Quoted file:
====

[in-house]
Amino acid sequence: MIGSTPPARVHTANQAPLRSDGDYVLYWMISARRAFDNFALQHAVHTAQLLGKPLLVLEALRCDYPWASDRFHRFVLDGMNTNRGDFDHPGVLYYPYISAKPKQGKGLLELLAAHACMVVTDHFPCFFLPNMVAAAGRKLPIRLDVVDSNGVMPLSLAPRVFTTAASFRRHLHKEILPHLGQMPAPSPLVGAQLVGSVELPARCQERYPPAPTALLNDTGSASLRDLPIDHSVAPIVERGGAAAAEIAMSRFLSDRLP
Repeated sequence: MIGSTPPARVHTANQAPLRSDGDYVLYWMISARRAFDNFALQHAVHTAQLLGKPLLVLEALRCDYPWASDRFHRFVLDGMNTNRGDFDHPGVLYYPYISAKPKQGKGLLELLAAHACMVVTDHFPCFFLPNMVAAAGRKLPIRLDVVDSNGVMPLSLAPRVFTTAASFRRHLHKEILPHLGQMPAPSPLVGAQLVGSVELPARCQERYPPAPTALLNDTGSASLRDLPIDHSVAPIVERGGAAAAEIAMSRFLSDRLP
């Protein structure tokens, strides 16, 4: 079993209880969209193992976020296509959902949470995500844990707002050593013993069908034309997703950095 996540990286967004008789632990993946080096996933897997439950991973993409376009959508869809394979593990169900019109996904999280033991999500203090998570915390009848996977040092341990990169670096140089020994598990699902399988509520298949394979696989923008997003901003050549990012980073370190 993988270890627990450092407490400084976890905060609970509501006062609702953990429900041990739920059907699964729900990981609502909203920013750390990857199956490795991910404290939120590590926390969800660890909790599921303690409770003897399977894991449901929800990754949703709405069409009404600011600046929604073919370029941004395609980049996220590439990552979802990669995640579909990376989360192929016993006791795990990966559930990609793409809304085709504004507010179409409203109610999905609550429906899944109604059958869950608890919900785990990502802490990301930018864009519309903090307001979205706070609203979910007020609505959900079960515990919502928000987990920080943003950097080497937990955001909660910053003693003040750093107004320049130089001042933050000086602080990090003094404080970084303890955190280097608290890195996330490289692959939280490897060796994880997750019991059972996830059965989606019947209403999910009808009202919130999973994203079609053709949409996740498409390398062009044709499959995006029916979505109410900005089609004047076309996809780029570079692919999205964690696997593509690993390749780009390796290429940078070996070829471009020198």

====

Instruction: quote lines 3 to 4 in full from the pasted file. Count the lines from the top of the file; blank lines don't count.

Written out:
Repeated sequence: MIGSTPPARVHTANQAPLRSDGDYVLYWMISARRAFDNFALQHAVHTAQLLGKPLLVLEALRCDYPWASDRFHRFVLDGMNTNRGDFDHPGVLYYPYISAKPKQGKGLLELLAAHACMVVTDHFPCFFLPNMVAAAGRKLPIRLDVVDSNGVMPLSLAPRVFTTAASFRRHLHKEILPHLGQMPAPSPLVGAQLVGSVELPARCQERYPPAPTALLNDTGSASLRDLPIDHSVAPIVERGGAAAAEIAMSRFLSDRLP
């Protein structure tokens, strides 16, 4: 079993209880969209193992976020296509959902949470995500844990707002050593013993069908034309997703950095 996540990286967004008789632990993946080096996933897997439950991973993409376009959508869809394979593990169900019109996904999280033991999500203090998570915390009848996977040092341990990169670096140089020994598990699902399988509520298949394979696989923008997003901003050549990012980073370190 993988270890627990450092407490400084976890905060609970509501006062609702953990429900041990739920059907699964729900990981609502909203920013750390990857199956490795991910404290939120590590926390969800660890909790599921303690409770003897399977894991449901929800990754949703709405069409009404600011600046929604073919370029941004395609980049996220590439990552979802990669995640579909990376989360192929016993006791795990990966559930990609793409809304085709504004507010179409409203109610999905609550429906899944109604059958869950608890919900785990990502802490990301930018864009519309903090307001979205706070609203979910007020609505959900079960515990919502928000987990920080943003950097080497937990955001909660910053003693003040750093107004320049130089001042933050000086602080990090003094404080970084303890955190280097608290890195996330490289692959939280490897060796994880997750019991059972996830059965989606019947209403999910009808009202919130999973994203079609053709949409996740498409390398062009044709499959995006029916979505109410900005089609004047076309996809780029570079692919999205964690696997593509690993390749780009390796290429940078070996070829471009020198």